As leaders, we’ve got to focus on controlling the controllables. There are a lot of things going on in your organization, in the economy, and in the world that you cannot control. You can get caught up in all of that and lose focus. If you just focus on what you can control, then you will naturally gravitate towards elite performance. You’ve got to invest your time, your energy, and your attention in those areas that will make a difference. Make sure you’re choosing not to do things that don’t align with your goals. If you do, it’s wasted energy. It’s a lack of focus.
Number four is tenacity. Without tenacity, when things get tough, you quit. There is no elite performance if you quit! Tenacity is about having the courage to continue when things are hard. Do you have the grit to stay after your goal? There are going to be times, as a leader, that you’re going to have to have grit. Tenacity is hard to develop in other people, but the best way to do it is for you to live it out, for your team to see the no-quit approach in you. Demonstrate your tenacity to achieve whatever your goal is. It will be contagious. When things get hard, it’s natural for us to want to back off, but elite performers do not quit.
Number five, our final hallmark, is commitment. You might be wondering, what’s the difference between dedication and commitment? Dedication is an internal decision. It’s about your level of passion. Commitment is external. It’s about your obligation. When you make a commitment, you’re obligated to others. Dedication is more about your internal passion. If you’re committed to living out the 5 Levels of Leadership and developing your people, and if you understand that it’s a cycle that never ends, you will have a significant impact on your people and their journeys.
We all want to be successful. The scoreboard’s very important to us as leaders. We’re competitive. But, at the end of the day, being committed to developing our people into elite performers is how significance will show up in our leadership.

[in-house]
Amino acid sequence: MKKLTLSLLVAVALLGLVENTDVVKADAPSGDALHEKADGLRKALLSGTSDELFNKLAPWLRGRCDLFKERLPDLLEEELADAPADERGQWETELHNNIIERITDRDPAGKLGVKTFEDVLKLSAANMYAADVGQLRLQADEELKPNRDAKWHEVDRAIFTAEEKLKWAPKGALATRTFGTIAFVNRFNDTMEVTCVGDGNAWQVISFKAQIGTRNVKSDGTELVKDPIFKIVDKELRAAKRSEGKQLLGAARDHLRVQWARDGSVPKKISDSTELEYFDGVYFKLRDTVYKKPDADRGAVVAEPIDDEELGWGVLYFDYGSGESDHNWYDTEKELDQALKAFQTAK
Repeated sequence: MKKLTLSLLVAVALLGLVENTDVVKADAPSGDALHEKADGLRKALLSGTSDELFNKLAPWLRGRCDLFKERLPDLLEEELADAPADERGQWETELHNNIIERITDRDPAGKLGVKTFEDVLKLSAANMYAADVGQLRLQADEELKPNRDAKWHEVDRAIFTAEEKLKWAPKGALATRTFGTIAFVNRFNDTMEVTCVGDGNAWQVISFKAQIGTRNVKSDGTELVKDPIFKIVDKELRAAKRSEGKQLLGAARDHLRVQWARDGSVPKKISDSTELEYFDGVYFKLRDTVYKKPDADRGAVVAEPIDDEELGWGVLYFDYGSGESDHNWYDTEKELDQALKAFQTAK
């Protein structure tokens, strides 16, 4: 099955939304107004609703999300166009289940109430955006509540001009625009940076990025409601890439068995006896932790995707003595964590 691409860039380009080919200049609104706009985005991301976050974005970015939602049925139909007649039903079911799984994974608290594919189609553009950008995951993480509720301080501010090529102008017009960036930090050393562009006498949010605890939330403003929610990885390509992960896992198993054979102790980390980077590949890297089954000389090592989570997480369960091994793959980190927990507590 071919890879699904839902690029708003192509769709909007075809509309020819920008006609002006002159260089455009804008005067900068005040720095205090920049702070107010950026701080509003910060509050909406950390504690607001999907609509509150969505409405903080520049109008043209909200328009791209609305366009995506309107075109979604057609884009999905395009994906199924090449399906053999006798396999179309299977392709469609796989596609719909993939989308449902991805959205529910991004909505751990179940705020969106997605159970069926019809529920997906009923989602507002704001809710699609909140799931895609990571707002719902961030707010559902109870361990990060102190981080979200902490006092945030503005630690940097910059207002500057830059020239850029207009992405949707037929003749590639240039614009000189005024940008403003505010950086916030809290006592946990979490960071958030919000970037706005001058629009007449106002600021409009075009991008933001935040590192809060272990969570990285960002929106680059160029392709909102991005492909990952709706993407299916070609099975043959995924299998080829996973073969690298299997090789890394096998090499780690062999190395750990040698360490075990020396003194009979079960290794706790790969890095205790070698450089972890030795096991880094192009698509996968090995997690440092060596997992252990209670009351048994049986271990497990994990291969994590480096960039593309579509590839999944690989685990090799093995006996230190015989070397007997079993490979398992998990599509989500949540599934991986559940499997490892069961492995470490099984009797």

Let me wrap up the key points from today and leave our listeners with a few encouraging thoughts. Today’s topic is really all about mindset. You either have an elite mindset or you don’t. There are many examples of outstanding individuals who gave elite performances, whether on the field or in the workplace, only to end up a complete trainwreck later. I’m sure I was there at a season in my life, and I know some leaders that may still be there. I don’t think that’s elite. I don’t think you can become elite, nor can you reproduce and develop eliteness. However, there is still a great deal we can learn and emulate from elite performers. It’s always there as a goal to strive towards.
You also cannot be elite in just one area of your life. Here’s a great quote from PJ Fleck, an incredibly inspiring head coach at the University of Minnesota: “You can’t be elite in one area of your life but not another. You’re either elite or you’re not.” I love that. He’s talking about the classroom. He’s talking about the football field. He’s talking about the community. It made me think: what does eliteness look like?
I was reading an article the other day and found another great quote. It said, “Being elite does not come from something you turn on and off, but rather from constant behavior.” I thought that was really powerful. If I can get to the point to where I am constantly exhibiting elite behavior in my leadership, it will have a contagious effect, and my team will follow suit.
I’d just like to remind you that if you want to know more about the 5 Levels of Leadership, you can go to visit website at johnmaxwellcompany.com/podcast and leave a question or comment for us there. We’d love to hear from you. And be sure to check out our Learning Guide, downloadable above! We’re always grateful that you join us on these broadcasts. This has been the John Maxwell Executive Leadership Podcast.
Thank you for listening to our Podcasts!
We discuss five gaps that leaders must bridge in order to transform their mindset from individual contributor to leader.
In today’s episode, Chris and Perry discuss how to develop a leadership mindset.
Chris and Perry discuss how you can influence your boss through moving from managing to leading and developing a leadership mindset.
Leaders at every level need to be intentional about how they influence and connect with those who report to them.
Today, Chris and Perry welcome the CEO of The John Maxwell Company, Mark Cole to the podcast to discuss increasing your influence.
Today, Chris and Perry talk about how to develop leadership (influence) even if you don’t have the title of a leader… yet.
Chris and Perry talk about the difference between equipping and developing and why developing someone has a long-term positive effect on your business.
In this episode, Chris and Perry talk about ways you can complete versus compete with your peers to develop positive influence.
Today, Chris and Perry talk about investing in relational chemistry as a way of increasing influence with your boss.
When leading from the middle of the organization, it’s tempting to think that you don’t need to learn to lead until you get your leadership title. Today, Chris and Perry talk about things you could be doing to overcome the "Destination Myth."